And it wasn’t just Target; Neiman Marcus stands out as another retailer who bungled public communications about a massive data breach.  Rumblings of multi-breaches at Neiman’s first appeared in mid-December and a forensic firm discovered evidence of the breach on January 1st, but it wasn’t until January 10ththat they were forced to acknowledge the crisis after security blogger Brian Krebs broke the story  and they didn’t officially announce the crisis until January 23rd.  Their initial media communication efforts were pitiful, mainly an on-demand only statement for journalists.  A key rule of crisis communications is to define yourself rather than be defined and Neiman-Marcus took few and inadequate actions to communicate on a broad level to the public and their customers.

Data breaches are the worst type of modern corporate crisis because they directly impact masses of individual customers on a financial and emotional level. When people are personally hurt or threatened, they can become powerful influencers when those stories are amplified across social networks; when millions are individually threatened, their reaction can severely damage an entire business, regardless of size.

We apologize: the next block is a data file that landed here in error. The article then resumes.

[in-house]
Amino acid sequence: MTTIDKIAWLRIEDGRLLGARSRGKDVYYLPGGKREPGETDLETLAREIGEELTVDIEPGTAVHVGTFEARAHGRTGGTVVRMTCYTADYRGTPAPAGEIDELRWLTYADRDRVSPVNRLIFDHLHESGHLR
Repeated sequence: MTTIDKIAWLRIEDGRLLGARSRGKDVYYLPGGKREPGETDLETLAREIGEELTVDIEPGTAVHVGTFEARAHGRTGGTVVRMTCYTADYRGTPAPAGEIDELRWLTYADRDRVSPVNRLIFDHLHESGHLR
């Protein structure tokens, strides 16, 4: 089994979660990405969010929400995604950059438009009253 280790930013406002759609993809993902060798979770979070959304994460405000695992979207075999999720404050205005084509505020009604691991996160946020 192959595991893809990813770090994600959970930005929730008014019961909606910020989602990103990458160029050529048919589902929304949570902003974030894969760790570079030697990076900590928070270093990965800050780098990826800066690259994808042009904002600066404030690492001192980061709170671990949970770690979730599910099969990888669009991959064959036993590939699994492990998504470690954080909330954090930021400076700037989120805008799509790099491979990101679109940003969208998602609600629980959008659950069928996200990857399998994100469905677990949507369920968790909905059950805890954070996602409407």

So how could sophisticated, well-managed, companies like Target and Neiman-Marcus bungle their data breach communications so badly?  It’s not like the basics of crisis communications are mystical:  define rather than be defined, fast self-disclosure, respond directly to customers and undertake public facing actions to ensure it never happens again.

While the reasons for Target’s and Neiman-Marcus’s communications decisions are only known within the company, there are some likely candidates:

  • Legal vs Communications.  In a crisis, the first priority of competent communicators is to publically define the situation and exert some influence with the media and customers.  The first priority of legal professionals is generally to put the company in the best possible position for litigation, especially when litigation will be massive.  If a company hasn’t addressed the balance of brand damage vs. litigation before a crisis, it inevitably leads to delay as senior executives tend to defer to their legal teams.
  • Speed vs Full Information.  In any data breach, having a full understanding of what happened can take days, weeks or months. Target’s internal investigation and report on their breach still isn’t done five months after the event.  Waiting for full or robust information can waste precious time and allow the story to break from another source.  Arts and crafts giant Michael’s suffered a data breach shortly after Neiman’s and Target, but they announced a potential breach as soon as they discovered it, engaged with the media and opened a CEO-level dialogue with their customers.  By jumping out ahead of the story, Michael’s was viewed as competently managing the crisis and working to protect their customers.